‘America needs you’: sacked FBI chief James Comey sends heartfelt message to former colleagues as Andrew McCabe resigns
White House spokeswoman insists the US president was not part of the decision-making process that resulted in the deputy director stepping down
Sacked FBI director James Comey sent a heartfelt message to his former colleagues at the federal bureau on Monday following the premature resignation of deputy chief Andrew McCabe.
According to a government source, McCabe confirmed he is stepping down late on Monday after President Donald Trump accused him of being a Democratic partisan. He is stopping work immediately but will remain on the FBI payroll until March to obtain retirement benefits, the source confirmed.
The New York Times reported that McCabe, 49, had hoped to stay active in his position up to his retirement, but was pressured to leave earlier by FBI Director Christopher Wray, who was appointed by Trump in August and had not intended to include the deputy director on his revamped management team. McCabe was a career FBI official, not a political appointee.
The FBI had no official comment. White House spokeswoman Sarah Sanders said Trump had no role in the move. “The president wasn’t part of this decision-making process,” Sanders said.
Special Agent Andrew McCabe stood tall over the last 8 months, when small people were trying to tear down an institution we all depend on. He served with distinction for two decades. I wish Andy well. I also wish continued strength for the rest of the FBI. America needs you.
— James Comey (@Comey) January 30, 2018
The early departure comes after McCabe endured months of tough criticism from Republicans for his loyalty to fired Comey and alleged bias against Trump.
Comey himself praised McCabe’s two decades of FBI service, saying he “stood tall over the last eight months, when small people were trying to tear down an institution we all depend on”.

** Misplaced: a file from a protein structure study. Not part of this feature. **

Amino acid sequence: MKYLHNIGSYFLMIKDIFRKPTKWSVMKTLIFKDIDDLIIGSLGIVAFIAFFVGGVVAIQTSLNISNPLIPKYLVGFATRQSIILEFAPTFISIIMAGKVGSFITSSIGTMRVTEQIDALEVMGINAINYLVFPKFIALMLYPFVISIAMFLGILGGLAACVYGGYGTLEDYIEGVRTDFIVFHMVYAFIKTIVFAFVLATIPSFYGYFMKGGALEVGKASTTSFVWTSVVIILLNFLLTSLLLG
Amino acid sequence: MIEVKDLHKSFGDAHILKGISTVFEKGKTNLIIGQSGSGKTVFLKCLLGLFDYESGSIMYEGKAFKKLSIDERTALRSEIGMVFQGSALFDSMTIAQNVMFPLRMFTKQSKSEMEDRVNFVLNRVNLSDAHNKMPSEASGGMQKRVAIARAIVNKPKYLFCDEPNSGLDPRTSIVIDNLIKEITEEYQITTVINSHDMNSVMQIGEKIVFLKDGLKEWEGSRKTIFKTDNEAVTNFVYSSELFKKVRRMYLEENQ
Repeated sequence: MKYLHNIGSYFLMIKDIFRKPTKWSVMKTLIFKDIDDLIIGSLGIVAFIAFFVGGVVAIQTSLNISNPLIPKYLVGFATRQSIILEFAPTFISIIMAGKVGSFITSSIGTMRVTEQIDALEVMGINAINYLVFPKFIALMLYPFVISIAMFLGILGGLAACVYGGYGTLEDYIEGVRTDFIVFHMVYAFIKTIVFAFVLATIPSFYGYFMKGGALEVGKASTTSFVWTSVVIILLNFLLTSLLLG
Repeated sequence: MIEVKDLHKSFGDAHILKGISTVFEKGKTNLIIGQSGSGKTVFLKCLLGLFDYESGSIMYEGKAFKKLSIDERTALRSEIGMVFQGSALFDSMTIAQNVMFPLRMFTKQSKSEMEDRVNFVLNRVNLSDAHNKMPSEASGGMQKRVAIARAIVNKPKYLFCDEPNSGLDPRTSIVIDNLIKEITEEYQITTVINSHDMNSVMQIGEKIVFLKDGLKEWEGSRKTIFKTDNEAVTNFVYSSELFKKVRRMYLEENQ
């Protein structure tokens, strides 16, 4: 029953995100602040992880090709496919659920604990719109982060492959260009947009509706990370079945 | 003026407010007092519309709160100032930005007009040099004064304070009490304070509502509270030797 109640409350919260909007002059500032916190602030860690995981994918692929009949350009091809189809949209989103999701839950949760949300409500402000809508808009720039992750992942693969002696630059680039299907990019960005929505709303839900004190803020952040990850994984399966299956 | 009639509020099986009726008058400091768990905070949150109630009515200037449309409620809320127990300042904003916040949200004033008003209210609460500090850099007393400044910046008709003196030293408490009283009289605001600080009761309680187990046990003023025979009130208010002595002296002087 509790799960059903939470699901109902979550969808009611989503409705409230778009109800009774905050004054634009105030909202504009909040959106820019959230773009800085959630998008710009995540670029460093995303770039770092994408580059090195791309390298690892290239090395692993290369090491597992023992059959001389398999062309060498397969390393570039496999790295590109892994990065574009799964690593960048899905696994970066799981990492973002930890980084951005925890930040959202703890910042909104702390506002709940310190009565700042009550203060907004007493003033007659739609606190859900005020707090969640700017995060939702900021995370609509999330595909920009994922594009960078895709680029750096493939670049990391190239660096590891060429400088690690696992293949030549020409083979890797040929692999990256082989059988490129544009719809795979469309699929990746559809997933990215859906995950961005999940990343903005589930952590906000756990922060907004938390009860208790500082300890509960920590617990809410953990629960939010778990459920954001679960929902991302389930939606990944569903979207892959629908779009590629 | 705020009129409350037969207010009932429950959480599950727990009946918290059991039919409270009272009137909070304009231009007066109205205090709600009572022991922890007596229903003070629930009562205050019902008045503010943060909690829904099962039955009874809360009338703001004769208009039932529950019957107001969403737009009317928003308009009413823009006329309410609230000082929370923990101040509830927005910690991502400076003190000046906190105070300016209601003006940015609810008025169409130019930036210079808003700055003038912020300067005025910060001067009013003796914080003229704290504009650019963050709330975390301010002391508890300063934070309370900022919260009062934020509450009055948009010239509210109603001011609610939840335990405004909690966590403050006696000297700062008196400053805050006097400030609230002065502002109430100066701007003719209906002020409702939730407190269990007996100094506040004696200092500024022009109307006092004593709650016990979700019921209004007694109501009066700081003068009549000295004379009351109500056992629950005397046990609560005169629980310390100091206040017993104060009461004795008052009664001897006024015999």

“I wish Andy well. I also wish continued strength for the rest of the FBI. America needs you,” Comey added in a tweet.
McCabe and Comey had key roles in the FBI’s probe of Trump’s rival Hillary Clinton during the 2016 election, which ultimately cleared the Democrat of criminal wrongdoing in her misuse of a personal email server while she was secretary of state.
The president has repeatedly assailed that decision as wrong, and recently released text messages between two investigators involved in the Clinton probe that showed them strongly opposed to Trump.
An FBI inspector general is currently investigating the handling of the Clinton case.
McCabe and Comey were also involved in the initial stages of an ongoing investigation into whether the Trump campaign colluded with Russians during the election, which Trump calls “fake news”.
Angered by that investigation, Trump fired Comey on May 9.
CIA director Mike Pompeo told the BBC in an interview aired on Monday that he expects Russia to try to meddle in the US congressional election in November of this year.
“I haven’t seen a significant decrease in their activity,” Pompeo said. “I have every expectation that they will continue to try to do that.”
McCabe became acting FBI director and days later, in testimony to Congress, he rebutted Trump’s claim that Comey had left the bureau “in turmoil” and had lost the confidence of the FBI staff.
McCabe said Comey “enjoyed broad support within the FBI and still does”.
Accusations of bias also arose from McCabe’s wife having run as a Democrat for local Virginia political office as a Democrat in 2015, receiving financial support from the party.
In July 2017, Trump questioned why Attorney General Jeff Sessions did not dismiss him.
“Why didn’t A.G. Sessions replace Acting FBI Director Andrew McCabe, a Comey friend who was in charge of Clinton investigation but got big dollars [US$700,000] for his wife’s political run from Hillary Clinton and her representatives,” he wrote on Twitter.
Trump named Wray the new FBI director in August, and kept up the pressure on McCabe. He tweeted again in December about McCabe’s wife, and his role in the Clinton probe. He added a hint that McCabe was soon to depart, before it was publicly known.
“FBI Deputy Director Andrew McCabe is racing the clock to retire with full benefits. 90 days to go?!!!” Trump wrote.
Republican legislator Matt Gaetz called McCabe’s move “a step forward” for the FBI.
“The past several weeks and months have seen worrisome evidence of bias and wrongdoing at the FBI come to light,” he said, referring to the investigators’ anti-Trump text messages.
But McCabe retained strong support from within the Justice community, and Democrats have called Trump’s pressure a part of a broader campaign to tarnish the bureau and weaken the Mueller collusion investigation.